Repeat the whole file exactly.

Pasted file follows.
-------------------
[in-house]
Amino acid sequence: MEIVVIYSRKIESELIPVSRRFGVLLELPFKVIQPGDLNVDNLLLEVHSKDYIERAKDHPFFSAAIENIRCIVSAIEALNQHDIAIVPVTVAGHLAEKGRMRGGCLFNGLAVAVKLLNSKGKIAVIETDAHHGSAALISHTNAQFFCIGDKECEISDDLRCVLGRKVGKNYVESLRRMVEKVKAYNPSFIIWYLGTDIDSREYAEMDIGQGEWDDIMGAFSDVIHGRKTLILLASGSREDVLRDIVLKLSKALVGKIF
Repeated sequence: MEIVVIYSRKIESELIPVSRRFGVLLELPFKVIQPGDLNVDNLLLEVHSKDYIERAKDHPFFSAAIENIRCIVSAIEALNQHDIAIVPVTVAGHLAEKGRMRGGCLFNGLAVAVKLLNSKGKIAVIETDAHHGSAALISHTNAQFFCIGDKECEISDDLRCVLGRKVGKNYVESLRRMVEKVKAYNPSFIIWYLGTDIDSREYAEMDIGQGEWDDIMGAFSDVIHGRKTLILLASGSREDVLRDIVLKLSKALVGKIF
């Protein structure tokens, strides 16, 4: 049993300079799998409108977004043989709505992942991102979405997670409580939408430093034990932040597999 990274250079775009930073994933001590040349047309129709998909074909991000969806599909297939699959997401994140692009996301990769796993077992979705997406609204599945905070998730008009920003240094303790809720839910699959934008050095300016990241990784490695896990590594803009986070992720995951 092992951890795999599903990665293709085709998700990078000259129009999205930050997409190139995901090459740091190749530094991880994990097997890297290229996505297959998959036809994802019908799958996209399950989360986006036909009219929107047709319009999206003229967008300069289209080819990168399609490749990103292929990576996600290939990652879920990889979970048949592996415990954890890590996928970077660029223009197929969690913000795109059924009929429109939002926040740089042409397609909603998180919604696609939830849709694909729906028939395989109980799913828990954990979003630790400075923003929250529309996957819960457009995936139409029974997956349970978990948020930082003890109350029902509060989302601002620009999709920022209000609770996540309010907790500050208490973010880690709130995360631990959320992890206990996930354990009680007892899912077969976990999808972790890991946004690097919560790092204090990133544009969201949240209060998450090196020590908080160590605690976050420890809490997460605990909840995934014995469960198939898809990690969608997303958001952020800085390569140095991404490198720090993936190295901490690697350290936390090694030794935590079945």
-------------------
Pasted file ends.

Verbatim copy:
[in-house]
Amino acid sequence: MEIVVIYSRKIESELIPVSRRFGVLLELPFKVIQPGDLNVDNLLLEVHSKDYIERAKDHPFFSAAIENIRCIVSAIEALNQHDIAIVPVTVAGHLAEKGRMRGGCLFNGLAVAVKLLNSKGKIAVIETDAHHGSAALISHTNAQFFCIGDKECEISDDLRCVLGRKVGKNYVESLRRMVEKVKAYNPSFIIWYLGTDIDSREYAEMDIGQGEWDDIMGAFSDVIHGRKTLILLASGSREDVLRDIVLKLSKALVGKIF
Repeated sequence: MEIVVIYSRKIESELIPVSRRFGVLLELPFKVIQPGDLNVDNLLLEVHSKDYIERAKDHPFFSAAIENIRCIVSAIEALNQHDIAIVPVTVAGHLAEKGRMRGGCLFNGLAVAVKLLNSKGKIAVIETDAHHGSAALISHTNAQFFCIGDKECEISDDLRCVLGRKVGKNYVESLRRMVEKVKAYNPSFIIWYLGTDIDSREYAEMDIGQGEWDDIMGAFSDVIHGRKTLILLASGSREDVLRDIVLKLSKALVGKIF
């Protein structure tokens, strides 16, 4: 049993300079799998409108977004043989709505992942991102979405997670409580939408430093034990932040597999 990274250079775009930073994933001590040349047309129709998909074909991000969806599909297939699959997401994140692009996301990769796993077992979705997406609204599945905070998730008009920003240094303790809720839910699959934008050095300016990241990784490695896990590594803009986070992720995951 092992951890795999599903990665293709085709998700990078000259129009999205930050997409190139995901090459740091190749530094991880994990097997890297290229996505297959998959036809994802019908799958996209399950989360986006036909009219929107047709319009999206003229967008300069289209080819990168399609490749990103292929990576996600290939990652879920990889979970048949592996415990954890890590996928970077660029223009197929969690913000795109059924009929429109939002926040740089042409397609909603998180919604696609939830849709694909729906028939395989109980799913828990954990979003630790400075923003929250529309996957819960457009995936139409029974997956349970978990948020930082003890109350029902509060989302601002620009999709920022209000609770996540309010907790500050208490973010880690709130995360631990959320992890206990996930354990009680007892899912077969976990999808972790890991946004690097919560790092204090990133544009969201949240209060998450090196020590908080160590605690976050420890809490997460605990909840995934014995469960198939898809990690969608997303958001952020800085390569140095991404490198720090993936190295901490690697350290936390090694030794935590079945």